Healthcare has become the hot button issue of the day. Both sides of the political spectrum are crying out to be heard. The left is pointing to the 46.7 million Americans that are uninsured and the millions more who are underinsured and the right is expressing fears that the bill still has serious problems, provisions that would allow the government to mandate care, and no clear plan on how it will be paid for.
We believe in the importance of clear, public debate, especially around an issue that so obviously effects the entire population. As it stands, much of the discussion surrounding these issues has been mired in political grandstanding, stunts, simplifications and pandering to all of our basest hopes, fears and misgivings.
If we still believe in a system where people make choices based on understanding both sides of an issue, and policy decisions based on facts, we need to take some time to understand this situation and only then make up our minds about it.
This guide will provide you with some information about Healthcare, HR 3200, public sentiment around the bill and some thoughts on piecing it all together.
No matter what happens with Healthcare Reform, as the Baby Boomers grow older we will be spending more and more to continue to provide them with adequate Healthcare. As it stands, Medicare is not sustainable without serious restructuring.
As it stands, in the next three years Medicare and Medicaid will make up 50% of all national health spending, still 62% of all bankruptcies filed in 2007 were due to medical expenses that were not adequately covered. Small businesses are suffering as well, they will be paying out over $2.4 trillion in expenses health care expenses for their employees over the next ten years.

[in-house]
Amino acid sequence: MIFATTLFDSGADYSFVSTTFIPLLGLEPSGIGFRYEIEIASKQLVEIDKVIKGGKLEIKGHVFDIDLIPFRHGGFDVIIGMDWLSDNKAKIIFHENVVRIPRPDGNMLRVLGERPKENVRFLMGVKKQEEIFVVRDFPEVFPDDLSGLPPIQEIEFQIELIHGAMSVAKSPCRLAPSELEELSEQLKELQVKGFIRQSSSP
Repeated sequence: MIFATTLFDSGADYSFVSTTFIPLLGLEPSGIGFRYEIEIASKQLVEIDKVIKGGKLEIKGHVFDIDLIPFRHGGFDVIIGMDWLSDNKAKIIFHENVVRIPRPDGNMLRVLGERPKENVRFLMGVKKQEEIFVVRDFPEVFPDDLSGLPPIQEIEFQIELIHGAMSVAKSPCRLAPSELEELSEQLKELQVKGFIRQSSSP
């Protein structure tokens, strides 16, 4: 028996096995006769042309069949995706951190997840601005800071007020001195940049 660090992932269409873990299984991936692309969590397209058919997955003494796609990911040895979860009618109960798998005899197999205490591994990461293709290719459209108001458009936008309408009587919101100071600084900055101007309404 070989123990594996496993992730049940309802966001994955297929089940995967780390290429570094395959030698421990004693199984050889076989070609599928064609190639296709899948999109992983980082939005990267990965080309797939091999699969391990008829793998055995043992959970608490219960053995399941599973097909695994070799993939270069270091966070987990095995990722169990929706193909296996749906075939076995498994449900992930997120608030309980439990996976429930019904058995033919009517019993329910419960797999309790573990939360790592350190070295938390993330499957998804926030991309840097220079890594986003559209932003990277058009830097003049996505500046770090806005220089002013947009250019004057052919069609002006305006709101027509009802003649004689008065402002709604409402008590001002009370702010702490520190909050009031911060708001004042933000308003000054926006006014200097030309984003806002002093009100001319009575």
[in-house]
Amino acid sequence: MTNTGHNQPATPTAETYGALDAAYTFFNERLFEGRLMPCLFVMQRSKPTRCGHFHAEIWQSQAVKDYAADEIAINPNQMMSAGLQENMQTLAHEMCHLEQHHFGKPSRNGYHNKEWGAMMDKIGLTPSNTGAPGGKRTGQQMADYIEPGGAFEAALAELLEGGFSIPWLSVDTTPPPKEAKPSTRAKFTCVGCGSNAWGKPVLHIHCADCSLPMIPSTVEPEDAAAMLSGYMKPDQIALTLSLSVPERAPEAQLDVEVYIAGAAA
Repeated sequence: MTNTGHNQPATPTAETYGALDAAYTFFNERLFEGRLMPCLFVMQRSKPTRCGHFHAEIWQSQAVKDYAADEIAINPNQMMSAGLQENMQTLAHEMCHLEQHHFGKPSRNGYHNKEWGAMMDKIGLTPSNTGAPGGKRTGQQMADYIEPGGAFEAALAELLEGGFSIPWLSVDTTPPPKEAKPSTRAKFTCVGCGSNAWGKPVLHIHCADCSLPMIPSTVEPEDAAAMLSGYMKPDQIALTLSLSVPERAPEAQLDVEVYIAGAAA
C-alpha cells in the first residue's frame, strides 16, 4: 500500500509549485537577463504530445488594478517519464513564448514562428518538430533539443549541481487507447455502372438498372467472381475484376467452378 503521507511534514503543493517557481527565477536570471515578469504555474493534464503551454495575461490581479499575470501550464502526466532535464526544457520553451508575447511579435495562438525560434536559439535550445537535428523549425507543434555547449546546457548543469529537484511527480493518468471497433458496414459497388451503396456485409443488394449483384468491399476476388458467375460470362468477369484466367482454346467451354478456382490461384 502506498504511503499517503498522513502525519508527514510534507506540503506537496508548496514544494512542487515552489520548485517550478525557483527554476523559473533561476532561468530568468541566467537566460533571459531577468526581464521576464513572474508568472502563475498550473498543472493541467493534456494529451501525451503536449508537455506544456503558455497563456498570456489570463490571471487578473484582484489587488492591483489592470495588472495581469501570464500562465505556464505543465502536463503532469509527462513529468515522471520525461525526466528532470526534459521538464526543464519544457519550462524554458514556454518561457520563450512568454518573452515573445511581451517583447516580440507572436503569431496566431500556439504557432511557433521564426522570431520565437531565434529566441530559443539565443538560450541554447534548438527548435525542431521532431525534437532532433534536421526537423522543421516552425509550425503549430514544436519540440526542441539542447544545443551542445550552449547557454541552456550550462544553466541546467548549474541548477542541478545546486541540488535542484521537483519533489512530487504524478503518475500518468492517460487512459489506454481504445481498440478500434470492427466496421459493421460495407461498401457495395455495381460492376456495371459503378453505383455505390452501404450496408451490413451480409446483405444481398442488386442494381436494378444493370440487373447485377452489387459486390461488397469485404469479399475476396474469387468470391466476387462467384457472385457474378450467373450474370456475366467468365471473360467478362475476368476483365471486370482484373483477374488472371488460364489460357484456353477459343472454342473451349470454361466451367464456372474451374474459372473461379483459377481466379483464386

Despite the fact that it is extraordinarily clear the Healthcare needs reform it’s economically unsustainable, let’s not forget that there are many areas that we have been quite successful at maintaining high standards of care.
For common forms of Cancer, for instance, we have much higher survival rates than in European countries and Canada. We typically have “shorter lines” to see a specialist, we have greater access to high end medical equipment than many other countries in the developed world and a large portion of the innovations in Health care come out of the United States.
To get a clearer view on how Health Care functions in the United States, Wikipedia offers a clear (albeit not concise) perspective.
Now that we have a slightly better understanding about Health Care itself, let’s look at the reform bill that has found its way into the news most often: HR 3200. Just what does this bill try to accomplish. Well, that depends on who you ask of course but if you are really interested I would suggest brewing yourself a cup of coffee and sitting down with the document.
What you should not do, however, is rely on sources like this one that have been floating around. Your political leanings notwithstanding, it should seem a little fishy to you how convenient a document like this is. Not only does it add a huge amount of fuel to the anti-reform fire but it does so without providing clear citations from the document that it “analyzed.” If you read the comments section on the post we linked to you’ll understand what we’re pointing out.